These confidence courses or the training modules can help one to feel self-confident, recognising our valuable skills. If then interested we can learn more about volunteering and eventually if desired we can look up for jobs. At each step support is available for upscaling confidence in the community. We can find Volunteering Opportunities at https://do-it.org/
There are mentoring schemes available to support identified young people or a small group of young people to share skills and raise aspirations. We are looking for mentors with skills like fishing, sports, playing an instrument. Teaming up with mentors would help engage and inspire young people.
We would love to share this information with more of us. However, we all can play an important role here. When you read this share any questions that come to you, with the forum (Facebook, Twitter, Email at email@example.com) What happens next? How does this work? I can’t just call on 0121 709 7000. All these are valid queries and help the system to be more effective. These are not ‘Is it only me?’ questions. These conversations help us all.
“Be who you are and say what you feel, because those who mind don’t matter, and those who matter don’t mind.”
With more children travelling independently to secondary schools, a transition meet is held annually for Yr 6 in our local junior school addressed by local Police Community Support officers (PCSOs). This time parents were invited too. It caught my attention when PCSO asked us, parents,’ At each transition meeting we speak to Yr 6 and refer to their discussions with parents regarding travel plans. It would be interesting to know, if you have these discussions?’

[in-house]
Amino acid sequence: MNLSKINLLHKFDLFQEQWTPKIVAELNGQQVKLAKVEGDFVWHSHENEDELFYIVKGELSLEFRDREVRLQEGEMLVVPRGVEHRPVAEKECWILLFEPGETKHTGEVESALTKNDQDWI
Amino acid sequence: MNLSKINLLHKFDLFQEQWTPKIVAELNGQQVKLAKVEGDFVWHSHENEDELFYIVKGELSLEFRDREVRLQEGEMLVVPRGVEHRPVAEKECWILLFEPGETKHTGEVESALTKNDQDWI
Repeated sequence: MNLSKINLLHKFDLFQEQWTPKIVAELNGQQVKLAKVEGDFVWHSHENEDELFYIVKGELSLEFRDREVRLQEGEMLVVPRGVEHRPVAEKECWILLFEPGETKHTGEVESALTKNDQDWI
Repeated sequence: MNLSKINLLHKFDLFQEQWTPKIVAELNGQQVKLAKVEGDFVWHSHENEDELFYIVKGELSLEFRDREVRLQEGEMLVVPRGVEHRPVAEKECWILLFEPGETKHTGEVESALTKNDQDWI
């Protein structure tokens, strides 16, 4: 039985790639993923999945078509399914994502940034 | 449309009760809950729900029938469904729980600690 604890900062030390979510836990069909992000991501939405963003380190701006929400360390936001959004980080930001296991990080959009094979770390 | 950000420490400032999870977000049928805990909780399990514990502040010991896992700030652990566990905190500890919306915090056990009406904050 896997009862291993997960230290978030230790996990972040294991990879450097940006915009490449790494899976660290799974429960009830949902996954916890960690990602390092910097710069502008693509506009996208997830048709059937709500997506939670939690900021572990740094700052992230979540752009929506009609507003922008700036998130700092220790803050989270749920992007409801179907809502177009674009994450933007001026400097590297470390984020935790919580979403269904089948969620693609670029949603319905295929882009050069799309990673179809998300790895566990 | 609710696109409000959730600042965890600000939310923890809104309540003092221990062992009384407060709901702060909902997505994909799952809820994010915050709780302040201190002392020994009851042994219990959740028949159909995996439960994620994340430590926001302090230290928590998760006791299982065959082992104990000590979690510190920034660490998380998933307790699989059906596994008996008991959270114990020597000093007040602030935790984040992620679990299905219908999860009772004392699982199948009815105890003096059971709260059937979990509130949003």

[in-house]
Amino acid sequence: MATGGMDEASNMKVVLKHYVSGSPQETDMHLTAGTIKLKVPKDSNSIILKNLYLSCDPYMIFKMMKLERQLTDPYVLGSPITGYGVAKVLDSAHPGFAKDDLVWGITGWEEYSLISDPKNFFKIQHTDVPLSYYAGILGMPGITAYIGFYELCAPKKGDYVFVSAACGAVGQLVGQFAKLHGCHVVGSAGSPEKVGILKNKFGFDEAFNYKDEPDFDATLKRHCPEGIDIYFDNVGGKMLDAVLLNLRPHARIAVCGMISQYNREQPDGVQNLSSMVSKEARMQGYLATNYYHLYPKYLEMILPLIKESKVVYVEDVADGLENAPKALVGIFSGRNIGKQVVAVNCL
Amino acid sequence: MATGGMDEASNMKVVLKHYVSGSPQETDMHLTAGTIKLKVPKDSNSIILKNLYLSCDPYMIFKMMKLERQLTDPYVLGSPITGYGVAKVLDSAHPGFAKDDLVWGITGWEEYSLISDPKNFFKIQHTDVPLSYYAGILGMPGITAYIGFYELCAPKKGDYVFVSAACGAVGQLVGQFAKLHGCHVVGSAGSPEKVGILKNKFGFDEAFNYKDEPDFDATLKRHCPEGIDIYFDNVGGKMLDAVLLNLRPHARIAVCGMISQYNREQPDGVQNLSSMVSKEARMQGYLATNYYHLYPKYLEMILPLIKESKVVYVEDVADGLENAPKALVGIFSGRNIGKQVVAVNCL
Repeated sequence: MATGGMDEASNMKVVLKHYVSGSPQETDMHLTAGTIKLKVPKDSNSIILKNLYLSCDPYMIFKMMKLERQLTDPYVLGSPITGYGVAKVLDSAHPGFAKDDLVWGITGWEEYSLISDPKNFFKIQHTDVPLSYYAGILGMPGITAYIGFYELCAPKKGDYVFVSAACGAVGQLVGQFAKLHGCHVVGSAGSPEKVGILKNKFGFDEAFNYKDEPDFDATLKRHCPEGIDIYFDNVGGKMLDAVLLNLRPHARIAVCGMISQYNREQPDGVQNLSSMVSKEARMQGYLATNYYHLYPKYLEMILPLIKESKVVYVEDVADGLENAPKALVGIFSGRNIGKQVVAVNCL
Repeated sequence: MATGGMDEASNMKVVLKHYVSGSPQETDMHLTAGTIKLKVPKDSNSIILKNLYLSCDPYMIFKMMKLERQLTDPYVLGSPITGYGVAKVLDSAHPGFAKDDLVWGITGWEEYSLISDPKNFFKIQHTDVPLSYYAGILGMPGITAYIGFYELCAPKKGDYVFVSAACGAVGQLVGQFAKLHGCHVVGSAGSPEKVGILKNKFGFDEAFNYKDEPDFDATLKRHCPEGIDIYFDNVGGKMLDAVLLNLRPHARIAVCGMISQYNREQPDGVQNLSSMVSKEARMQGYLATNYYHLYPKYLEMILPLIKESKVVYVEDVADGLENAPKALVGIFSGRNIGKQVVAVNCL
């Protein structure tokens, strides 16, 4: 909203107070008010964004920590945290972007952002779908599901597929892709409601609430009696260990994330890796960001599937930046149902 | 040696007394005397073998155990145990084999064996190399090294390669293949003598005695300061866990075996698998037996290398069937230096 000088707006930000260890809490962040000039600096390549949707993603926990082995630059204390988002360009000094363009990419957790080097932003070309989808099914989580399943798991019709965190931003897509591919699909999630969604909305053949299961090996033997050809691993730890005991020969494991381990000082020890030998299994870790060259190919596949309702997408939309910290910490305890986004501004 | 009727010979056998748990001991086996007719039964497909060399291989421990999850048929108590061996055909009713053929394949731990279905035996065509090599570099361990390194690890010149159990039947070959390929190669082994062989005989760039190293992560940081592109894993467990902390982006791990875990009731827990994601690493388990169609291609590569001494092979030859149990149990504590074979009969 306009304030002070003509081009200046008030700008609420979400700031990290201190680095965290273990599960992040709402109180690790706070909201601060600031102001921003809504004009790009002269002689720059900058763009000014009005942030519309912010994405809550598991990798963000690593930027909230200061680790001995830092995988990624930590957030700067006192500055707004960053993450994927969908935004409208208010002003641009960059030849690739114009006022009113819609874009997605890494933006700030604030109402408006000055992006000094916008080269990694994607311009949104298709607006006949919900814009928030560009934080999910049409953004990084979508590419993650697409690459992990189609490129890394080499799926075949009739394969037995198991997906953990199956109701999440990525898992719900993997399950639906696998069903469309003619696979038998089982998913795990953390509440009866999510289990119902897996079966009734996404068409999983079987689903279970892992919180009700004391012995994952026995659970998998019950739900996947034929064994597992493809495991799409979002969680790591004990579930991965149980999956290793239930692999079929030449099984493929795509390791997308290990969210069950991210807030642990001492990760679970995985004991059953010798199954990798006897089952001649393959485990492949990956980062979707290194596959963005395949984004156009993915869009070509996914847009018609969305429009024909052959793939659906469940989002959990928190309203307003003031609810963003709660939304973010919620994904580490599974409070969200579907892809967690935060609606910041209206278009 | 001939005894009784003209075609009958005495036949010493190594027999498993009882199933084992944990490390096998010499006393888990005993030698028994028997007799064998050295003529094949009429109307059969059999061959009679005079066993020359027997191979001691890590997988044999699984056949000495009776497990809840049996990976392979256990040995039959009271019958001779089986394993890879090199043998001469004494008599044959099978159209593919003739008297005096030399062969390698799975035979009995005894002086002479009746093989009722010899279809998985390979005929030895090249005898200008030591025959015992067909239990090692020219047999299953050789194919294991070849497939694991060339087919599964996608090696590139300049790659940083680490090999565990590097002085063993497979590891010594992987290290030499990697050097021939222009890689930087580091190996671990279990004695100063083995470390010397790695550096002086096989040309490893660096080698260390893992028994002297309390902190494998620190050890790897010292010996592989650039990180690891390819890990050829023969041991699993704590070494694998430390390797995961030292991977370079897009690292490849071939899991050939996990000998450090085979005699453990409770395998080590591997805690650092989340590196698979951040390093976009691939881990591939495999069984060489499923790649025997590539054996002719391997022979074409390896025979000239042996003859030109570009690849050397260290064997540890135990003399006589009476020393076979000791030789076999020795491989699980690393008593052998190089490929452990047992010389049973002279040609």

We requested them if we can share their tips with more parents and here we are sharing the key points discussed, mainly about communication and safety.
Discuss how your child will travel to and from school. Include lonely roads if discussed as only option available.
Parent and child can discuss a time child would reach home and what would parent and child do if delayed. How about, if they plan outing with friends after school, phone battery dies…
Also, action plan in emergencies can be discussed.
Emphasis was layed on safety of the child. It is better not to show off expensive products in public like phones, tablets…